December, Spies and Italy: Jack’s Books blog

Groucho Marx once said “I find television very educational. Every time someone turns on the set, I go in the other room and read a book”.

I love this quote for all the obvious reasons, but also because I have this weird habit of reading WHILE watching a game or a movie. Don’t ask me why. Don’t ask me how. It just works for me, and I think Groucho would’ve liked it too.

Here’s what I’ve been into in the last few weeks:

“The Archipelago: Italy Since 1945” by John Foot (2018) If it seems like an odd slice of history, the author explains in a meandering preface why he took an interest in this period and this country. I had high hopes for this book, but it was oddly disjointed and anecdotal. Worth a skim, but that’s about it.

“Family Honor” by Robert Parker (1999) This novel kicked off a new character and series for the famed author of the “Spenser” books. Sunny Randall is a young woman with a complicated personal life who seems to have randomly chosen life as a P.I. I like the way Parker writes, especially his punchy dialogue and colorful side characters. But this is very, very derivative of the Spenser books, which are still his best.

“Diamonds Are Forever” by Ian Fleming (1956) (reread) The 1971 movie version, the last official Bond movie with Sean Connery, is very different and equally good. In the book version, 007 is tracking diamond smuggling from Africa to Las Vegas. Reading Fleming’s depiction of femme fatale Tiffany Case made me really appreciate Jill St. John’s version in the movie (she’s really true to the character, and incredibly sexy).  I’m rereading the Fleming novels after first getting into them in my teens and 20s, and still love them.

“Fear of The Dark” by Walter Mosley (2006) I don’t think anyone is writing ’50s noir novels better right now than Walter Mosley. He is an American treasure, period. This is from his series with main characters Fearless Jones and Paris Minton, dealing with Minton’s lowlife cousin, Ulysses (“Useless”) S. Grant, who started out blackmailing people and now has disappeared.

“The Black Hand: Epic War Between a Detective and The Deadliest Secret Society in American History” by Stephan Talty (2017) Highly recommend this well-written history of the first Italian American detective in NYPD history, Petrosino, and the “Black Hand” organization, precursor to the Mafia. Along the way, you get a fascinating look at the assimilation of Italians into American life, and some incredibly brave and resourceful police work. Superb.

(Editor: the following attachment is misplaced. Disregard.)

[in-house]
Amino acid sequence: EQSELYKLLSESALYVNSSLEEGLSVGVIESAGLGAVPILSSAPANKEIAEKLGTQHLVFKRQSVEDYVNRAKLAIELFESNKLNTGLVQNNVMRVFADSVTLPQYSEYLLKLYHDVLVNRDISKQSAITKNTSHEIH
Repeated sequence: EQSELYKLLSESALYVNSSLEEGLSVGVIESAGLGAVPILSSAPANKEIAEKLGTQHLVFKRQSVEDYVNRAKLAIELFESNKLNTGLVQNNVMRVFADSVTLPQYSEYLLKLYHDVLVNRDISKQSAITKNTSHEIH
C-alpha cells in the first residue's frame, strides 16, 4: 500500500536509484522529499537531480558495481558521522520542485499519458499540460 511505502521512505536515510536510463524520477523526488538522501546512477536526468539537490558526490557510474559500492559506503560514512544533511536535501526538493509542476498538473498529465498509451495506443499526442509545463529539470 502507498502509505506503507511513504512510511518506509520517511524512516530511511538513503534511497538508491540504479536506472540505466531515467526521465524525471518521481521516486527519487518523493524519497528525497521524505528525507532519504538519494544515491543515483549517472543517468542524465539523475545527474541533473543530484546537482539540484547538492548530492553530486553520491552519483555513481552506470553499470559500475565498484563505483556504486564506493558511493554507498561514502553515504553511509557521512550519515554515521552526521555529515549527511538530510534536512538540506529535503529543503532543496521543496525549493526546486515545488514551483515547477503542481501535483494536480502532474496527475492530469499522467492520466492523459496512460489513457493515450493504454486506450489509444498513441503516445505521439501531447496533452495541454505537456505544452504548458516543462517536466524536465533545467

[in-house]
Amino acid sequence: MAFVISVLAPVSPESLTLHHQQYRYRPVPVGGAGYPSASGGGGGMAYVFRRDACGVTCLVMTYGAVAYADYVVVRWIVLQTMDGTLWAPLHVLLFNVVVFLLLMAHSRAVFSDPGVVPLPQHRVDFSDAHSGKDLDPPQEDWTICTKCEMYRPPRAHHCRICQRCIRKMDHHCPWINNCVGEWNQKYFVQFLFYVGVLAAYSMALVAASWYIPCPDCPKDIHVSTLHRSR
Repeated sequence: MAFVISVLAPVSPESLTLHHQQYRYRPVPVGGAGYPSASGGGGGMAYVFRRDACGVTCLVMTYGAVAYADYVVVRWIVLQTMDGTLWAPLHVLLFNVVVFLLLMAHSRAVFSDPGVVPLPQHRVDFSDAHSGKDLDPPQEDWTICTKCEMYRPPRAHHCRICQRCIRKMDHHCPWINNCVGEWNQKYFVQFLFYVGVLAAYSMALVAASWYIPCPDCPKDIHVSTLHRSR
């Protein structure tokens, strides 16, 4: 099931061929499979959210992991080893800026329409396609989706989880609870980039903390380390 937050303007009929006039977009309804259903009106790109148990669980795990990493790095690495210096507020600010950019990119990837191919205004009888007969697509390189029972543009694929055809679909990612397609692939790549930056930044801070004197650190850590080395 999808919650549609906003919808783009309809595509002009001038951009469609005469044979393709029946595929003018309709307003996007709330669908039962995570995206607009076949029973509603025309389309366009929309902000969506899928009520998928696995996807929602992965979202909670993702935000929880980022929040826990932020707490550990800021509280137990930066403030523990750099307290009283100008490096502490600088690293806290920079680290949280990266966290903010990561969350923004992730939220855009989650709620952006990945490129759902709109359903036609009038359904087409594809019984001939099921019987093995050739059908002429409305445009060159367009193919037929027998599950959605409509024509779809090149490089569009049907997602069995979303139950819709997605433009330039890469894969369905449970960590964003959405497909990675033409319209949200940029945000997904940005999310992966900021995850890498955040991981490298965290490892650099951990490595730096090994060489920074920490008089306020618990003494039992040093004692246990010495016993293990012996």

“The Bourne Imperative” by Eric von Lustbader (2012) Continuing Robert Ludlum’s now-iconic Jason Bourne storyline, EVL has Jason finding a man much like himself once, barely alive, and amnesiac. Or is he? All the tasty ingredients are here, the “Treadstone” intrigue with the US government, which hates and needs Bourne, foreign operatives like the Mossad’s “Rebekah” and action spread around the globe. Ludlum was the very best at this in his day, and von Lustbader is a worthy and entertaining successor. Always recommend any book with these men’s names on the cover.

“The Golden Spiders” by Rex Stout (1953) One of the best, most enduring American detective series, Stout’s mastermind Nero Wolfe, and trusty sidekick Archie Goodwin, are approached by a little boy who has witnessed a damsel in distress. Before you can blink, their pint-sized client, and others, begin to die, and the only clue is a pair of golden earrings shaped like spiders. And what a web…

“Night School” by Lee Child (2016) Jack Reacher is actually still in the Army in this throwback or prequel that interrupts the chronology of the Reacher series. It’s the mid-90s, we are just waking up to the Islamic terror threat. Suddenly, a deadly artifact of the Cold War enters the picture and complicates life for the US and German governments. As usual with Child, you’ll be tearing the pages in your hurry to see what’s next.

“Thank You, Mr. Moto” by John Marquand (1936) First written as a magazine serial and later reprinted as a novel, this Moto story involves a young Briton, Tom Nelson, living in Peking and getting drawn into a smuggling and murder mystery that Mr. Moto is investigating, and trying to keep Tom out of. Marquand’s books are definitely period pieces, so some may be offended by the depictions and launguage. At the same time, they’re both well-crafted thrillers and glimpses into the late-colonial era of foreign powers in Asia.


As always, I love hearing about books you’re reading. And what you think of any of these, if you try them. [email protected]

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